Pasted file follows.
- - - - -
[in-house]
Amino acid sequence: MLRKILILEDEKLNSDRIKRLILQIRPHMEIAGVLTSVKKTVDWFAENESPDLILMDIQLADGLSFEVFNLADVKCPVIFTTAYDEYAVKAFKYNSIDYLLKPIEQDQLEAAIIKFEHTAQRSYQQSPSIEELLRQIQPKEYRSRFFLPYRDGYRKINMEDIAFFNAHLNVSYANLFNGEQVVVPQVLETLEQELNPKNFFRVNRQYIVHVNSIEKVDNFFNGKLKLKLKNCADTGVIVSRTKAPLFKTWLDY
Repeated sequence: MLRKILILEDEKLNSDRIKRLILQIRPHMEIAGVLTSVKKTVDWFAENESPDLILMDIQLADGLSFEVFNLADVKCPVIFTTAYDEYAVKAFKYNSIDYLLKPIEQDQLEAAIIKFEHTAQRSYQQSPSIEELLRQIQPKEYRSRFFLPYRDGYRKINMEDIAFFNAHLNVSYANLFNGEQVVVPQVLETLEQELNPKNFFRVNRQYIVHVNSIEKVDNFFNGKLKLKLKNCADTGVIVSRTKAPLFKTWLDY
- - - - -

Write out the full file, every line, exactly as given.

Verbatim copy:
[in-house]
Amino acid sequence: MLRKILILEDEKLNSDRIKRLILQIRPHMEIAGVLTSVKKTVDWFAENESPDLILMDIQLADGLSFEVFNLADVKCPVIFTTAYDEYAVKAFKYNSIDYLLKPIEQDQLEAAIIKFEHTAQRSYQQSPSIEELLRQIQPKEYRSRFFLPYRDGYRKINMEDIAFFNAHLNVSYANLFNGEQVVVPQVLETLEQELNPKNFFRVNRQYIVHVNSIEKVDNFFNGKLKLKLKNCADTGVIVSRTKAPLFKTWLDY
Repeated sequence: MLRKILILEDEKLNSDRIKRLILQIRPHMEIAGVLTSVKKTVDWFAENESPDLILMDIQLADGLSFEVFNLADVKCPVIFTTAYDEYAVKAFKYNSIDYLLKPIEQDQLEAAIIKFEHTAQRSYQQSPSIEELLRQIQPKEYRSRFFLPYRDGYRKINMEDIAFFNAHLNVSYANLFNGEQVVVPQVLETLEQELNPKNFFRVNRQYIVHVNSIEKVDNFFNGKLKLKLKNCADTGVIVSRTKAPLFKTWLDY